Kurt Verlin
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Review: The Grand Tour Season 2 – Episode 1

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The Grand Tour S2E1

From left: Richard Hammond with the Rimac Concept One, Jeremy Clarkson with the Lamborghini Aventador S, and James May with the Acura NSX

The Grand Tour is back on Amazon Prime with its second season, marking three old stooges’ continued effort to dick around in cars and stick it to the BBC. For the most part, it was a success.

Several changes were made to the show. First, the traveling tent is no more. The tent itself still exists but it will now stay put somewhere in the Cotswolds in south central England and no longer tour the world, which makes the show’s name seem less appropriate than before, though Jeremy Clarkson was quick to remind the viewers that he, James May, and Richard Hammond would definitely still be traveling the globe in their aforementioned quest.

Another change was the removal of Celebrity Brain Cash, a joke segment that involved unconvincingly killing celebrities and lost its humorous appeal about halfway through the first episode of the first season. “We’re not doing that anymore because too many people died,” Clarkson said, before Hammond added: “And also because you all hated it.”


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Ricky Wilson and David Hasselhoff

From left: Ricky Wilson and David Hasselhoff

Instead, TGT replaced it with Celebrity Face-Off: two celebrities from the same career field will go head-to-head in a Jaguar F-TYPE on an unnamed track—part tarmac and part gravel—to see who is the fastest. “Tonight we are asking the question everyone wants answered,” Clarkson posited. “Who is the fastest former talent show judge?”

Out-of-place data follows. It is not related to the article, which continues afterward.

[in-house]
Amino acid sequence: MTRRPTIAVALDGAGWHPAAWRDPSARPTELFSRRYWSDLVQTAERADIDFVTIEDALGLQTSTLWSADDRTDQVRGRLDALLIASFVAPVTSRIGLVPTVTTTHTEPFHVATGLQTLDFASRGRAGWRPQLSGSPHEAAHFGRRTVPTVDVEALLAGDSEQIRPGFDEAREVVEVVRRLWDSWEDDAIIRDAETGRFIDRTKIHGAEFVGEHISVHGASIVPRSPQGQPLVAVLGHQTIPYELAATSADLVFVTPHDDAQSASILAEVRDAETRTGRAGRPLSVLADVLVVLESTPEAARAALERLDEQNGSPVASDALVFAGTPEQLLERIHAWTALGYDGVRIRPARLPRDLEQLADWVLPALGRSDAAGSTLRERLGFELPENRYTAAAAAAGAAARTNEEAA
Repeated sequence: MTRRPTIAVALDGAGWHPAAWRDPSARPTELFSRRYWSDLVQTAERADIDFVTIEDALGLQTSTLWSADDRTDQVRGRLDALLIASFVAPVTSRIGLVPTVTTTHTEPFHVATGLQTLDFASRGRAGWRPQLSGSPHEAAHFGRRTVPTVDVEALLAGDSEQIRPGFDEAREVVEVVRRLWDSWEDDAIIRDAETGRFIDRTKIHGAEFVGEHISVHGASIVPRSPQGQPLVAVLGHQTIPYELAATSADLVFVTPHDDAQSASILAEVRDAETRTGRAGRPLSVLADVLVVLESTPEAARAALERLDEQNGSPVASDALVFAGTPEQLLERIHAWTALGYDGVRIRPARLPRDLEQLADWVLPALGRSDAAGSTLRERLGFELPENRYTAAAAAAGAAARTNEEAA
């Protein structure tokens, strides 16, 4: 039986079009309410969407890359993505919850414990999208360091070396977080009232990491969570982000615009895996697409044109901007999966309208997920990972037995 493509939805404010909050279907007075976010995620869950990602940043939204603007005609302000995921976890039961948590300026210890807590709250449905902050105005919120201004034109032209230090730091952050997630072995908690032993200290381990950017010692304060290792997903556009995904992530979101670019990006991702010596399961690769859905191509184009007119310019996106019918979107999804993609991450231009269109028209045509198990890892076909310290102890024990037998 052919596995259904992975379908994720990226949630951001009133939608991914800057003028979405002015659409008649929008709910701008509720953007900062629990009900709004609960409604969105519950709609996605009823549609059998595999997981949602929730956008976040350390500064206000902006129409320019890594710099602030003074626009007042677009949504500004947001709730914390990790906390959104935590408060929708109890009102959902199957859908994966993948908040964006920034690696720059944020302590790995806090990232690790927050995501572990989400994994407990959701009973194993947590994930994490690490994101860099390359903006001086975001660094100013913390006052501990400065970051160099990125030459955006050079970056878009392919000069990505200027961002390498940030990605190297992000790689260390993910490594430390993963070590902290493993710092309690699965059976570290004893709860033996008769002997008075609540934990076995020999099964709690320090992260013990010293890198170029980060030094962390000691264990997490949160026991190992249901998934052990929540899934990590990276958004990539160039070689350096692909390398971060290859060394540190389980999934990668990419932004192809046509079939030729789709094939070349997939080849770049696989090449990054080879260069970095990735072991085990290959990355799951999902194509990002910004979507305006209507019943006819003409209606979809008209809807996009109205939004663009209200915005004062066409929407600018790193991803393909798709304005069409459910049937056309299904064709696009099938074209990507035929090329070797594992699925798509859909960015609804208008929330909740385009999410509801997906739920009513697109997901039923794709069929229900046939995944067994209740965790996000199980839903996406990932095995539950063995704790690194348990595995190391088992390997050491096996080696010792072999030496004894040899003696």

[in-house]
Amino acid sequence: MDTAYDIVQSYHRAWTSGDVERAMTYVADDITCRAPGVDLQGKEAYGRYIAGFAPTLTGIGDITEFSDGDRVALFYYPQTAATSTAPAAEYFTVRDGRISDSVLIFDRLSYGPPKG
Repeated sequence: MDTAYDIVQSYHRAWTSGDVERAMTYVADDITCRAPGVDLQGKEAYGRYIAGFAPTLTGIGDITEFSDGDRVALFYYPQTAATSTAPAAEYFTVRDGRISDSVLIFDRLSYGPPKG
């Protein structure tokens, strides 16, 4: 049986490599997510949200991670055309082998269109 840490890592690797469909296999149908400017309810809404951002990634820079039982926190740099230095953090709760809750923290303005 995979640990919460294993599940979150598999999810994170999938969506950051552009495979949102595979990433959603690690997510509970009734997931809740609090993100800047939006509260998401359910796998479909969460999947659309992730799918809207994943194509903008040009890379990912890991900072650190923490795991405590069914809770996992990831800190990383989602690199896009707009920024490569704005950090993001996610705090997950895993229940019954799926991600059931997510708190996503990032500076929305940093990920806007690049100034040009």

The episode pit David Hasselhoff against Ricky Wilson before returning to its main segment. Overall it was very straightforward—probably too straightforward and still too obviously scripted. Besides the main feature—a comparison of the Lamborghini Aventador S, Honda NSX, and Rimac Concept One that Hammond famously crashed, supposedly representing the past, present, and future of cars, respectively—the episode devoted time only to Celebrity Face-Off and to Conversation Street, one of the few segments that was carried over from the first season.


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Jeremy Clarkson's Smug Face

Jeremy Clarkson “deploys his smug face” at Richard Hammond

It’s hard to tell at this point if this is the format the show will take on for the rest of the 10 remaining episodes or if this was just the case for the first. In the past, the trio would usually focus on a few different car topics at once. Even the show’s debut episode, which featured the long-awaited comparison of the Porsche 918, McLaren P1, and LaFerrari, cut to more segments than this week’s episode, though this was to introduce the Eboladrome circuit and “The American,” which has been discontinued.

We’re not sure if the Eboladrome will return or if The Grand Tour has hired a new test driver (several “auditions” were uploaded to its YouTube channel), as neither were mentioned in the episode. It seems unlikely in the case of the former given the introduction of a new track for the guests, but at the same time a part-gravel track and three enthusiasts aged 47-57 don’t provide the ideal conditions to make a fair comparison of vehicle lap times—one of the staples of the show. We’ll have to wait for the second episode to see.

Kurt Verlin was born in France and lives in the United States. Throughout his life he was always told French was the language of romance, but it was English he fell in love with. He likes cats, music, cars, 30 Rock, Formula 1, and pretending to be a race car driver in simulators; but most of all, he just likes to write about it all. See more articles by Kurt.